9. 9. Physicians’ social networks Ubiquitous Transformational
    10. 10. The power to transform the exchange of medical information Pharmaceutical industry Peer-to-peer dialogue Medical profession
    11. 11. 2010200920082007 Growth in physicians’ social networks Today > 70 networks > 3m members Membership 1m 2m 3m 2011
    12. 12. 115,000 members each
    13. 13. 180k members Pan-European network 2011 First authenticated global network 34k members 214 countries
    14. 14. Largest network in China 1,700,000 members
    15. 15. 16% Using + very interested 53% Somewhat interested 31% Not interested + do not know Majority of Australian doctors using or interested in HCPs’ social networks Taking the Pulse Asia v09, Manhattan Research 2008 - 2009
    16. 16. 1843 1528 656 622 1558 0 1000 2000 USA Australia India Ireland Malaysia Registered users Nov 2010 Australian doctors 2nd largest ex-UK user group
    17. 17. Australia’s 1st true doctors’ social network Content + community Launched September 2400 Members*
    18. 18. Strategic partnering options Observation Research Engagement Unmet needs Treatment trends Drug usage monitoring Early identification of critical issues Post questions to a specialist community Conduct surveys Establish panels based on pre-selected criteria Participation by pharma physicians Support speciality communities Post information germane to discussions
    19. 19. Physicians want Source: Joel Selzer, Ozmosis, February 2010 Fast, simple, reliable answers to product questions Peer-to-peer interaction and trusted feedback Customer services but on members’ terms
    20. 20. R&D Clinical research
    21. 21. ‘Patients are the invisible stakeholders’ ePatient Dave BlogWorld October 2010
    22. 22. Patients are talking to one another, learning from one another, making treatment recommendations and… sharing quantitative personal health data
    23. 23. The data-driven community Patients share structured information about their disease to help themselves and others Quantifiable, measurable, actionable
    24. 24. Insights on drug usage in the real world 3016 patients 1029 patient evaluations Status 8.11.10
    25. 25. ‘In future the less private you are, the longer you’ll live’ Jamie Heywood Co-founder & Chairman PatientsLikeMe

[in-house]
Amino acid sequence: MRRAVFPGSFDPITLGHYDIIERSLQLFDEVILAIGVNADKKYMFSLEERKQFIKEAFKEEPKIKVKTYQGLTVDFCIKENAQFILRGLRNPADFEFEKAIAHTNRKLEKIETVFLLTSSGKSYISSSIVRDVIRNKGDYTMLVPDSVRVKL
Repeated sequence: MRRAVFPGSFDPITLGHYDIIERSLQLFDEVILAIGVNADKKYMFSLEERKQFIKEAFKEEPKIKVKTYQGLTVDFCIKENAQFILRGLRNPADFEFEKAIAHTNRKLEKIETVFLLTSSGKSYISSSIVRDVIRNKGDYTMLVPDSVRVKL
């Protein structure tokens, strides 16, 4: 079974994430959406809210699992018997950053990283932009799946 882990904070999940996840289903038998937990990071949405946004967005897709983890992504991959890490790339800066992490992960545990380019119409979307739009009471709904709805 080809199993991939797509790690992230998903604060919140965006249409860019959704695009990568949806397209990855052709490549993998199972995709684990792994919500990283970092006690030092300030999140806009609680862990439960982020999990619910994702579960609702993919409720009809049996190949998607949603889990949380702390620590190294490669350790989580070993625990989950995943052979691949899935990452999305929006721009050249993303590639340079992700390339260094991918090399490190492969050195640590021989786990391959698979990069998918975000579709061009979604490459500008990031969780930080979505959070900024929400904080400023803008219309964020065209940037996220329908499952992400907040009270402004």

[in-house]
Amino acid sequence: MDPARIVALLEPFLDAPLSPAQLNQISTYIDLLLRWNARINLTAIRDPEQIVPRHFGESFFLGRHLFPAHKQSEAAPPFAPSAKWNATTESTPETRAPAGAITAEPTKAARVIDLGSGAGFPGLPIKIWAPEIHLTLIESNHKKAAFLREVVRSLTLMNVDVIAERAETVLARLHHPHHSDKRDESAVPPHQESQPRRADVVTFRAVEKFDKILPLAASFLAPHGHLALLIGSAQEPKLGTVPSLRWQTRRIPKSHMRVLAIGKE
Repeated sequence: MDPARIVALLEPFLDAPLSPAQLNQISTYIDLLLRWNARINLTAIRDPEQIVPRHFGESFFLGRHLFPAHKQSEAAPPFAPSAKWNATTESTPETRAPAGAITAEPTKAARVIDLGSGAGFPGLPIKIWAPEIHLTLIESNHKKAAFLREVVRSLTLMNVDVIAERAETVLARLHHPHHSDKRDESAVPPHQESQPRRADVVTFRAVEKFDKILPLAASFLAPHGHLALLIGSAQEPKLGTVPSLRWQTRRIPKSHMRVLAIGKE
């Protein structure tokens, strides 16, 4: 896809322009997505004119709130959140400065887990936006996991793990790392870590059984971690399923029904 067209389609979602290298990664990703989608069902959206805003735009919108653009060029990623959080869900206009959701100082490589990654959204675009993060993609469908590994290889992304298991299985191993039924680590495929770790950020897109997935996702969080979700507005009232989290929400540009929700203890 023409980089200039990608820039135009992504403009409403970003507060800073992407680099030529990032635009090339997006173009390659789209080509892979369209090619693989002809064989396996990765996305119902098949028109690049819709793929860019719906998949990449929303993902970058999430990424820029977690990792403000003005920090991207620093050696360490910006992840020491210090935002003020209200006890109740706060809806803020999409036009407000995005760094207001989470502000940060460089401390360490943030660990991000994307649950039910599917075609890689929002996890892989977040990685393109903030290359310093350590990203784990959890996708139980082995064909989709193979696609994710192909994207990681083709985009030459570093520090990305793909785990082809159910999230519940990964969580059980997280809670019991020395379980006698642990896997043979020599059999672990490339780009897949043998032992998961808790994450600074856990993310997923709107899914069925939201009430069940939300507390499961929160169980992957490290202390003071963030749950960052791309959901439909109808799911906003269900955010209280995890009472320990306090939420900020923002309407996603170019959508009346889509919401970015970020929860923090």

26. 26. New industry partnerships forming to capture real-world experiences ‘…the community will generate patient-reported outcomes that may help UCB better understand how patients live with epilepsy and help advance epilepsy care’ Peter Verdu, VP Clinical Research, UCB, 2009
    27. 27. Demonstrable high-level vision ‘…will shape the way we do our work, and ultimately help improve transplant patient outcomes now and in the future.’ Joe Jiminez Novartis CEO, 2010
    28. 28. ALS Star trial Parkinson’s community Clinical trails awareness PLM exemplifies a new breed of non-traditional healthcare partners
    29. 29. PR Image: eDrug
    30. 30. Mistrust between industry and consumers Broken trust between industry and the medical profession Ethos of the industry is constantly called into question
    31. 31. Trust is crucial for survival ‘We need to foster trust between pharma and academic and scientific communities so that we can work together to create the innovative breakthroughs that will fulfil unmet needs and benefit patients everywhere’ Paul Stoffels Head of Global R&D, Johnson & Johnson
    32. 32. JnJ is showing how to build trust again
    33. 33. Marc Monseau is the human face of J&J on the internet… …and a social media evangelist
    34. 34. Empowered to blog and get JnJ back into ‘The Conversation’
    35. 35. Empowered to engage in ‘what’s happening now’ conversations
    36. 36. Empowered to engage the blogging health community
    37. 37. Other pharmas are committing to more transparency Recognizing the ubiquity & benefits of SM Urging staff to become SM scouts
    38. 38. Pharma will become more…
    39. 39. Lkn: Twt: Ssh: Opinions expressed in this presentation are entirely those of the author and do not necessarily reflect those of his employer Len Starnes